I would image that the lost of the car was marginal compare to the injuries the above driver sustained. More than the negligible $1000 marker used in the NYDOT study. The lost time at work, medical costs and the shear pain makes one think twice about using the 198. Icy conditions do have an influencing factor, however, icy conditions on other expressways such as the I-190 and the I-90 don’t seem to have as much effect. Simply, driving along the 198 including the wavy sections accounts for 36% of all accident locations. It appears that the snake like wave of the 198 as compared to most expressways is negatively affecting its driving conditions in rain, sleet, snow, and essentially, 3 of the 4 driving seasons here in Buffalo.
“Driver traveling east on 198 [ Delaware Ave to Parkside] states he was cut off by truck at the intersection of Parkside. Attempting to avoid an accident, driver went off roadway and struck a large tree.” Tuesday, October 23rd, 2012
Speeding, distracted driving, and heavy traffic are the main reasons for accidents nation wide. If we add in icy conditions, being exhausted and a huge number of college students (Grant St ramp) and we have some very poor driving conditions on such as sort little highway.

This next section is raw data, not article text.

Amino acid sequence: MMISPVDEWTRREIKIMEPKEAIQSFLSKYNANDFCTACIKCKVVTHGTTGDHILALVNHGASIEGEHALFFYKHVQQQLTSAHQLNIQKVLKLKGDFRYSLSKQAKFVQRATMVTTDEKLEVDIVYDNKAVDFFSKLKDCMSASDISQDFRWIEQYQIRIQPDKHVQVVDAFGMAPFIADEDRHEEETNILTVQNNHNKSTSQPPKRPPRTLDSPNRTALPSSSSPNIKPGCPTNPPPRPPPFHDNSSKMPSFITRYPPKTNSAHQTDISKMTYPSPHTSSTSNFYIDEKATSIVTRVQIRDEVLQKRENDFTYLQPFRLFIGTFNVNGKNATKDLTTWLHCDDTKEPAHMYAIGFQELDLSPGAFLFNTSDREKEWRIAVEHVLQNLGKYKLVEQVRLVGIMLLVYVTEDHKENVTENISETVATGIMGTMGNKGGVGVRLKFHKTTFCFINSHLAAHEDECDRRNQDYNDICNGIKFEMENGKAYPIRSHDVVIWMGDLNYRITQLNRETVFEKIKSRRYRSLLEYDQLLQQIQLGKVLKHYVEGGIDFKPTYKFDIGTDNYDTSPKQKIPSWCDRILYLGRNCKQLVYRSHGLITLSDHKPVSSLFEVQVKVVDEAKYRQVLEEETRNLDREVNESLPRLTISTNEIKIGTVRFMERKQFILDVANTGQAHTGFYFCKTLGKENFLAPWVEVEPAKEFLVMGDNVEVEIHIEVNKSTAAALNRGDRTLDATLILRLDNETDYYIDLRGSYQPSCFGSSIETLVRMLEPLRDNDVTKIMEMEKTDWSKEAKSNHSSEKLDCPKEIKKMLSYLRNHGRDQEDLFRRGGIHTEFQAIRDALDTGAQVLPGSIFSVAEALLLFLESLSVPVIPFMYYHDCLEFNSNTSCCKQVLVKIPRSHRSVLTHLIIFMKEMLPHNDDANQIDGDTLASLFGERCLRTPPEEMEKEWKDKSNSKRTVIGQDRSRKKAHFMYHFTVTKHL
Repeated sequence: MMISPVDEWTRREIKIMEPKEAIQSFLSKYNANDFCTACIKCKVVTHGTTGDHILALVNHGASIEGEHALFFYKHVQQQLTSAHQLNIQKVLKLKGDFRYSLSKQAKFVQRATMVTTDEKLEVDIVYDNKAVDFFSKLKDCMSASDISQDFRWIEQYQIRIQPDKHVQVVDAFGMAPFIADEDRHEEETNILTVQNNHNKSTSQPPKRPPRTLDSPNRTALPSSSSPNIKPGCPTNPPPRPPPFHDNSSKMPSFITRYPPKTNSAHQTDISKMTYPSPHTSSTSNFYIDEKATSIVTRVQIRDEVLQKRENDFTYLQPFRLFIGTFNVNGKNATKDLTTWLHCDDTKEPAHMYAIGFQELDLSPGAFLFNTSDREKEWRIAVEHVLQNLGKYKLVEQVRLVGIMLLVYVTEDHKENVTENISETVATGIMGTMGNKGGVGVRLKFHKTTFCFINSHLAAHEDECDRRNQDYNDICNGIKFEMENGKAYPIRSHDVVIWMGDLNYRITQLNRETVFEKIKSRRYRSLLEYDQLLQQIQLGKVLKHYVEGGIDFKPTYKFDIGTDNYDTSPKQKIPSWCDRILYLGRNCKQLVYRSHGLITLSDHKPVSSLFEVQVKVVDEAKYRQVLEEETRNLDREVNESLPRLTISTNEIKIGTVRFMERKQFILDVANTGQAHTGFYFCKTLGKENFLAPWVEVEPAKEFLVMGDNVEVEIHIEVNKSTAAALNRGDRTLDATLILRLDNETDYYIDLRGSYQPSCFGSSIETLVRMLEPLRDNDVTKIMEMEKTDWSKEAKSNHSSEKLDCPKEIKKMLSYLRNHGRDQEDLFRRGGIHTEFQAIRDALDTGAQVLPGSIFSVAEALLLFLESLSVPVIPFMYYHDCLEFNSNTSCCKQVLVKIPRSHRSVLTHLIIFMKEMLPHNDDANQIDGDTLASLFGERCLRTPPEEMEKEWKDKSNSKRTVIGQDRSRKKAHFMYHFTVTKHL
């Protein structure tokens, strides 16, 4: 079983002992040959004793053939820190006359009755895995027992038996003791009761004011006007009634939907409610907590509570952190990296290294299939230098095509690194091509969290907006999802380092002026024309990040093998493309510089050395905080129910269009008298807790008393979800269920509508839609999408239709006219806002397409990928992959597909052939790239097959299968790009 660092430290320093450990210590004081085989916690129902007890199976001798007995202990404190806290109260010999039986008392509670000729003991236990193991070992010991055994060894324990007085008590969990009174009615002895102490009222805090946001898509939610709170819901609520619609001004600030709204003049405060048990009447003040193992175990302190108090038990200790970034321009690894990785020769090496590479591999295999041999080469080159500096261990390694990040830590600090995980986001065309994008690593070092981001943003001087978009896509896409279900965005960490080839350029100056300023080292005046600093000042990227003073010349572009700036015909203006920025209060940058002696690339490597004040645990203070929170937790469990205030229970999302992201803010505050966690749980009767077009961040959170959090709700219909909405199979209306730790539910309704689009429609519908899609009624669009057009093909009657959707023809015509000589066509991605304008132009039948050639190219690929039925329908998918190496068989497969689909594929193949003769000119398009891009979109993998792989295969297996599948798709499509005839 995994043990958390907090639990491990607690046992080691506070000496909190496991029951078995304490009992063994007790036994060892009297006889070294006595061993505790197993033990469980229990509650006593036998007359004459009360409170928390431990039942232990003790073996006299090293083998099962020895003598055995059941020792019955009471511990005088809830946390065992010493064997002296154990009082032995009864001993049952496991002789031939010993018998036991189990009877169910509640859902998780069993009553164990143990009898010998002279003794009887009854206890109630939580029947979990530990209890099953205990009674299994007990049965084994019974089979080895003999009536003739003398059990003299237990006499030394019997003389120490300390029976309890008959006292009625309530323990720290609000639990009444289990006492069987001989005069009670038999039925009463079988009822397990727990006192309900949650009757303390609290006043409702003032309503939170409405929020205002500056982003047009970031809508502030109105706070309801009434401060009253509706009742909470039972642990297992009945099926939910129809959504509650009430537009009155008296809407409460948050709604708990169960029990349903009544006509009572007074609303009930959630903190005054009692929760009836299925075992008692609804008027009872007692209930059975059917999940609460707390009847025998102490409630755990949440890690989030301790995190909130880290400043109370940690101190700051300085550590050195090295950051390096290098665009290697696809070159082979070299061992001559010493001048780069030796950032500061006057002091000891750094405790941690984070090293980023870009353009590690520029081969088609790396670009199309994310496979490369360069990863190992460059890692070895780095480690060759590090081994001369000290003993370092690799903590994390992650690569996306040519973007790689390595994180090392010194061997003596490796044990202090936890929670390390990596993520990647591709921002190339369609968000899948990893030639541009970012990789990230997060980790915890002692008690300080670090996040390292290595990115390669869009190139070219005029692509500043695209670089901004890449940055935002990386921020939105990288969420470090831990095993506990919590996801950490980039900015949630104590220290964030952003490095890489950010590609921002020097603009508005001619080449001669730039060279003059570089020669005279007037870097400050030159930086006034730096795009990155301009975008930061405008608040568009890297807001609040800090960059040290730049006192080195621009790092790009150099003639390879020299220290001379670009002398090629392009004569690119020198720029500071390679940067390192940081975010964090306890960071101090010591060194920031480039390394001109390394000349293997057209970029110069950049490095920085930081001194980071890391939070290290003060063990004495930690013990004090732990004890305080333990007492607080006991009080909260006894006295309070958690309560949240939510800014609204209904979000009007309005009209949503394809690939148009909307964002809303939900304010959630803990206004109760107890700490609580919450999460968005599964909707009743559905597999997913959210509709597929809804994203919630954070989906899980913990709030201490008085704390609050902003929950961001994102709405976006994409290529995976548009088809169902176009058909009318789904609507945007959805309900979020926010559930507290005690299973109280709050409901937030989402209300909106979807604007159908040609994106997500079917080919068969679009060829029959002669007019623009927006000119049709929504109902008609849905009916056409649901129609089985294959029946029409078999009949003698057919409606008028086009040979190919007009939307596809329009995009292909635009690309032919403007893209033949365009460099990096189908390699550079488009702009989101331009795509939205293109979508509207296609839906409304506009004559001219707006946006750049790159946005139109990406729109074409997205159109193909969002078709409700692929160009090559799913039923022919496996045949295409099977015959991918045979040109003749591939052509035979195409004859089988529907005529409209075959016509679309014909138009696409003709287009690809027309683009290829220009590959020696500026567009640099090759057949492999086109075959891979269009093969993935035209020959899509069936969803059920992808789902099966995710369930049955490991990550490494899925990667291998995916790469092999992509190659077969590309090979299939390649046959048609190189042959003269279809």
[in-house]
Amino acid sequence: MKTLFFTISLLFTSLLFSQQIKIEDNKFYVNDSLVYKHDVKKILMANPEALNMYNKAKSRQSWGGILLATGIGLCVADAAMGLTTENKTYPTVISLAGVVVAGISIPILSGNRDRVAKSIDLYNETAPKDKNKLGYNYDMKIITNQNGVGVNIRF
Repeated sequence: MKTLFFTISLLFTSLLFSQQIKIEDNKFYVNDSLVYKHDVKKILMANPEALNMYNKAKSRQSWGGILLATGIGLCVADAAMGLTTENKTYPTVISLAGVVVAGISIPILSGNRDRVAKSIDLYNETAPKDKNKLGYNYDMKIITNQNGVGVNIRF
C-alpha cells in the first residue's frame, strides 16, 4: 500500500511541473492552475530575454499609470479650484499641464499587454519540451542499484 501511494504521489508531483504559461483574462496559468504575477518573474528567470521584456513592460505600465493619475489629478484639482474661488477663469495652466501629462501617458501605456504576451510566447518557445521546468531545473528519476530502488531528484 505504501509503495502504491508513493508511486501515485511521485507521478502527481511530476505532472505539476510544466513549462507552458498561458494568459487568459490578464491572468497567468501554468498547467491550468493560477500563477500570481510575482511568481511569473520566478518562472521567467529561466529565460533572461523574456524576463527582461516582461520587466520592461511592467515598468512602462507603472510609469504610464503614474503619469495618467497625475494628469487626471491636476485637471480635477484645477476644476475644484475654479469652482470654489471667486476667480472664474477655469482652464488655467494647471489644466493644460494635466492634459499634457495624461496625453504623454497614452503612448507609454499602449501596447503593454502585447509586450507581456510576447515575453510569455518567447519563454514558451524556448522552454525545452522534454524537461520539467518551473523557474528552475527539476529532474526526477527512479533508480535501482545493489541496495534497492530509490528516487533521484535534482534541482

“V2 was stopped in heavy traffic due to accident up ahead. V1 stated he was tired and didn’t realize V2 was stopped.” Saturday, October 13th, 2012
“V1 drifted off the roadway and struck the light pole # 175.” Friday, July 18, 2014
It is also a bit strange to have intersections, signals and stop signs on a road called an expressway, when we do…isn’t it really performing like a road? The Parkside intersection – not included in the Mainline/Wavy accidents mentioned previously – accounts for another 28% of accidents. In only 3.592 miles the 198 produced 558 accidents over three years. This is roughly 186 accidents a year, 51.78 accidents per mile, or 1 every 7.05 days.
“V1 was WB on 198 at Parkside making left on red arrow when V2 was EB on 198 at Parkside going straight with a yellow light. V1 and V2 collided. V1 spun out, V2 overturned.” Tuesday, September 03, 2013
Interestingly, the NYDOT wanted to see what sort of changes happened after the speed limit was dropped. Additionally, what sort of affect the stop signs on ramps had. So, they “pulled” a sampling. They counted the number of accidents from June 1st to October 31st 2015. Interestingly, 24 light poles (about $5000 each) were hit with 50 mph, compared to zero at 30 mph. Also noted are the 9 times cars landed in the median, again zero for 30 mph. There were 63 sideswipes with 50 mph, zero for 30 mph. While there was one car that went off the road at 30mph, there were 86 off road accidents with 50 mph. Cars spinning out, flipping over, and drivers needing to be cut out of their cars…zero. One did get hung up on a guard rail after the speed change, but that person also fled and abandoned the car. The accident rate dropped from 15.5 per month to 4.6, one third of the previous rate.